• China: Reference eReviews

    LJ Reviews
    30 Oct 2014 | 6:55 am
    THERE HAS BEEN a lot of buzz about the People’s Republic of China, commonly referred to as China, in the past decade. As of July 2014, China continues to be the world’s most populous country, containing 1.36 billion people or approximately 19 percent of the world’s population. Since the Beijing Olympics in 2008, there have been many books and articles written about this once enigmatic country, including several contending that China is destined to become a global superpower. At the same time, the number of colleges and universities offering courses in Mandarin and study-abroad programs…
  • Barsanti on Film, Liebman on Health & Fitness, U.S. Birth & Death Rates | Reference Reviews

    LJ Reviews
    30 Oct 2014 | 6:23 am
    Barsanti, Chris. The Sci-Fi Movie Guide: The Universe of Film from Alien to Zardoz. 2d ed. Visible Ink. Oct. 2014. 510p. photos. index. ISBN 9781578595037. $19.95. REF This tribute to sf films lists nearly 1,000 blockbusters and box office bombs. ­Barsanti’s (Filmology) “sci-fi” refers to dystopias, mad scientists, monsters, zombies, and the avant-garde. Vampires and superheroes are only included if they venture to other lands. (Thor is in; Batman is out.) Alongside the Star Trek and Star Wars franchises are classics such as Close Encounters of the Third Kind and E.T. the Extra…
  • What to Keep in Mind When Conducting a Reference Interview

    LJ Reviews
    16 Oct 2014 | 1:20 pm
    by Dave Harmeyer Some of the tips to remember when improving your reference interview skills go back to basics. They begin with studying the approaches that your patrons have to the library. We may assume that patrons want to find information themselves, usually on the Internet. But by the time they make the effort to connect with a librarian they have either exhausted their tolerance for trying to find an accurate, timely answer or they haven’t really started on their journey and hope you can save them time. Remember that Ranganathan was right! One of the expectations a patron has is that…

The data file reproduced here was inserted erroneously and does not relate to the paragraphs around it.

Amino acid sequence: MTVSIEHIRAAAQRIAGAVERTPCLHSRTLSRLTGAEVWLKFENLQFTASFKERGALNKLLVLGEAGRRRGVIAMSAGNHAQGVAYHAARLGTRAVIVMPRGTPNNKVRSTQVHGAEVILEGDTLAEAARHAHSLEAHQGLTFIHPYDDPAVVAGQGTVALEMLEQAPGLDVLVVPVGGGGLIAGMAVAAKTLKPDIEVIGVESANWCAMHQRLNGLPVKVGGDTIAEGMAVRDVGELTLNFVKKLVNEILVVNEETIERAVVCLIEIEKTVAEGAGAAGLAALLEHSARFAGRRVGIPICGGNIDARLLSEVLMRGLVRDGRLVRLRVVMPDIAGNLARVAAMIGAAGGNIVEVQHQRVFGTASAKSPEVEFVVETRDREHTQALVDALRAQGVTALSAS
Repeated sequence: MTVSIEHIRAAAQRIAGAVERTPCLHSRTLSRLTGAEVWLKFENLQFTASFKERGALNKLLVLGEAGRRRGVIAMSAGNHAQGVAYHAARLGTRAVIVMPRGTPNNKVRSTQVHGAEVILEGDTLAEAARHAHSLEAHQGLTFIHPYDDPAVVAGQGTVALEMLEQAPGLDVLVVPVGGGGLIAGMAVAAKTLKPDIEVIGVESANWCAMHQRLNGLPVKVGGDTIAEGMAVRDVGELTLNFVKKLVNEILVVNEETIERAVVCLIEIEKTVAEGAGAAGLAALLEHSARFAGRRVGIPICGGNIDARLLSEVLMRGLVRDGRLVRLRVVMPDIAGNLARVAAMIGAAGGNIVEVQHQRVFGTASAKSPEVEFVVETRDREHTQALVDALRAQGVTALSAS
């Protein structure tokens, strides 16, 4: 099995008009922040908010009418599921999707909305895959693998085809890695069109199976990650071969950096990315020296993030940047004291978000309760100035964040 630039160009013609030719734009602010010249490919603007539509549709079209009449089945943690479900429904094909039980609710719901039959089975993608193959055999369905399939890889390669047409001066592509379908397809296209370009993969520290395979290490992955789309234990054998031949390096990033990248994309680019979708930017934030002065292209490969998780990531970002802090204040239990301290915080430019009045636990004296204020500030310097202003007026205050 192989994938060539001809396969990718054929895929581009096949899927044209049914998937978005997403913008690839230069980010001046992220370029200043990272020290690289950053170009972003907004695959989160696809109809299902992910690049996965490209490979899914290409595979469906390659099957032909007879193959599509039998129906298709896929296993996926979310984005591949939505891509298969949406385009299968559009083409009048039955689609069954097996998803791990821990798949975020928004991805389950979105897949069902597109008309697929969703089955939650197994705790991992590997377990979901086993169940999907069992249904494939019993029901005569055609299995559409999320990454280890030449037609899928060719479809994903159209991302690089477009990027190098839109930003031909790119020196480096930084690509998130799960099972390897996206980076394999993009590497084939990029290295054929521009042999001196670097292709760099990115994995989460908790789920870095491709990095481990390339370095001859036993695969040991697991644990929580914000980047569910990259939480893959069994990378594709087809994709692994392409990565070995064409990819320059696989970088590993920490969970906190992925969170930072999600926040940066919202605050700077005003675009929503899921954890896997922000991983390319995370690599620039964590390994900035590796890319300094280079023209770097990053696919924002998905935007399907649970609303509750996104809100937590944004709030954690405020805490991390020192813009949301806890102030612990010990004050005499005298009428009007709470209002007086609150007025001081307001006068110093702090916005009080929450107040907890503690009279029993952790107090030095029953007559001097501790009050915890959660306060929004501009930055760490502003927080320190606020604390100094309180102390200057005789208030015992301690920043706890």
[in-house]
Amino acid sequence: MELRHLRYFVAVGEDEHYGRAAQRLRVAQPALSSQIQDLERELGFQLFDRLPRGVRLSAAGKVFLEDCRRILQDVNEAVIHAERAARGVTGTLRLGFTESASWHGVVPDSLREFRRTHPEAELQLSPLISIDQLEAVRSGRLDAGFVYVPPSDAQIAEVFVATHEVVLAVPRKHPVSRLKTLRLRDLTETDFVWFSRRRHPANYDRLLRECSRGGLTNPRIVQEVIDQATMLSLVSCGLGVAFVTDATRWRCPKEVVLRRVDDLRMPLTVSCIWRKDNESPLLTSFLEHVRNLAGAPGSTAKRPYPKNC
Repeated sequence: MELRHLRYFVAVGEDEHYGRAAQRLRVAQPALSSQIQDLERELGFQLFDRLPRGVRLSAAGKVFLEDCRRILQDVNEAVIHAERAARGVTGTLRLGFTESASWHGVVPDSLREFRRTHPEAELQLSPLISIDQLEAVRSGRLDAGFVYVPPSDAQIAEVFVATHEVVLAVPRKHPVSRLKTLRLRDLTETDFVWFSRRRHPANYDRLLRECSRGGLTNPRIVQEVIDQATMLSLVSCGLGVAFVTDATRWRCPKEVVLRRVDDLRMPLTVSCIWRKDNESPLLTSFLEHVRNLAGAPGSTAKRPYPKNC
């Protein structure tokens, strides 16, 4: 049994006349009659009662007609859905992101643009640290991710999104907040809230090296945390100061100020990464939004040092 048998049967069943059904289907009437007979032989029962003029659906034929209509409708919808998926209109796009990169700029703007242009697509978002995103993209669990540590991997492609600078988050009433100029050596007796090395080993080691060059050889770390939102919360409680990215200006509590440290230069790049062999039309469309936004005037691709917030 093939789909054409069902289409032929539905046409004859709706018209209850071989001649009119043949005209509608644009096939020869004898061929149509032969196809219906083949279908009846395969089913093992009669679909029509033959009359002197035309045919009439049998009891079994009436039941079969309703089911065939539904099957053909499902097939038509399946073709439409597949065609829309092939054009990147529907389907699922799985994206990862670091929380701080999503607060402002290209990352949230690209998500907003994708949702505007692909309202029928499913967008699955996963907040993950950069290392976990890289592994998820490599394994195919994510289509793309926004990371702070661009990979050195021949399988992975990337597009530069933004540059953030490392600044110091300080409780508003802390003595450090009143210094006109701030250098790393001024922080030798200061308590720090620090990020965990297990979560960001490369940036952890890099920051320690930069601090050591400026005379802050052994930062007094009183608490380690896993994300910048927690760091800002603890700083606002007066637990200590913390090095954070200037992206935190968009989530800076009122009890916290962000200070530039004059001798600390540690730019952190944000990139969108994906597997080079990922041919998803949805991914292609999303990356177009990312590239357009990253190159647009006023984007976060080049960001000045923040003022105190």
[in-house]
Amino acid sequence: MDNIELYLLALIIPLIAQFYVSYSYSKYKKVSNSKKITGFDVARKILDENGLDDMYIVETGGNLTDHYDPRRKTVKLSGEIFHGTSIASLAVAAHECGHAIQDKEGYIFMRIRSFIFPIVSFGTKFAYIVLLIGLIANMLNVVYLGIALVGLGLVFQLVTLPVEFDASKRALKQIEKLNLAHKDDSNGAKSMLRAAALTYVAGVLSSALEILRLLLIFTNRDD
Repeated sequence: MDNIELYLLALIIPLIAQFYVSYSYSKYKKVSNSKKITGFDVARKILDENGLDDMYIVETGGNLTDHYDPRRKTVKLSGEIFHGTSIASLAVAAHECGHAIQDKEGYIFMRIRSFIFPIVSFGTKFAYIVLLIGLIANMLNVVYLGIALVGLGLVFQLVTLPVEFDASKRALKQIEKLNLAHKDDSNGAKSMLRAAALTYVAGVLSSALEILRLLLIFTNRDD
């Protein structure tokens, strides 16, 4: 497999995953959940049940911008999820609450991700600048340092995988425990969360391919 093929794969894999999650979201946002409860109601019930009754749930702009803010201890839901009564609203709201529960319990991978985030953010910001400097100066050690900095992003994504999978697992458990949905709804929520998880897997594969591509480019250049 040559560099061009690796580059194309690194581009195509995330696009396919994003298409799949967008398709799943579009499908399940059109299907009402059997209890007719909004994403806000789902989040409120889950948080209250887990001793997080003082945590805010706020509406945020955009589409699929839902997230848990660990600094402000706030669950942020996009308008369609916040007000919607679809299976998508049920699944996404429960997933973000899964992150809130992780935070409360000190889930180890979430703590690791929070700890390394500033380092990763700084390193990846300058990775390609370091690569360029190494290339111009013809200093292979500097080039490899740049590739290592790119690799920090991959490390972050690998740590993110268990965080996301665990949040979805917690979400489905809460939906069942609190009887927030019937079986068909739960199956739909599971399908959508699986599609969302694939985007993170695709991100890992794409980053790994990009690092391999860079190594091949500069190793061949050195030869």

• add this feed to my.Alltop

    Library Journal

  • Open Access: Gates Foundation Funded Research Will Require Immediate Free Access to Journal Articles and Underlying Data

    Gary Price
    21 Nov 2014 | 1:31 pm
    From Science Insider: Breaking new ground for the open-access movement, the Bill & Melinda Gates Foundation, a major funder of global health research, plans to require that the researchers it funds publish only in immediate open-access journals. The policy doesn’t kick in until January 2017; until then, grantees can publish in subscription-based journals as long as their paper is freely available within 12 months. But after that, the journal must be open access, meaning papers are free for anyone to read immediately upon publication. Articles must also be published with a license that…
  • The Off-Site Librarian | One Cool Thing

    Meredith Schwartz
    21 Nov 2014 | 7:47 am
    When one of the bookmobiles at the Fort Vancouver Regional Library (FVRL), WA, wore out, spending a quarter of a million dollars to buy a new one was not an option. Yet patrons in remote, rural locations in Clark County still needed library service. The innovative solution was the Yacolt Library Express (YLE): a building that is open to the public nearly 70 hours a week, yet staff only spend about ten hours there during the same period. According to The Oregonian, before its cancelation the Clark County book­mobile program had dwindled from a peak of 270 stops in the 1970s to a mere six and…
  • A Surprise Fiction Win and a Dazzling Le Guin at the National Book Awards 2014

    Barbara Hoffert
    20 Nov 2014 | 10:15 am
    On Wednesday, November 19, the National Book Foundation hosted the 2014 National Book Awards—the 65th annual awards—at the cavernous Capriani’s Wall Street in lower Manhattan. The evening featured a surprise win in fiction for Phil Klay’s Redeployment (Penguin Pr.), a first book of stories by a former U.S. Marine who was stationed in Iraq for 13 months as a public affairs officer. Other fiction finalists looked as if they had an edge—for instance, Marilyn Robinson, up for Lila (Farrar), has been a fiction finalist twice and a nonfiction finalist once. Still, Klay’s accomplished…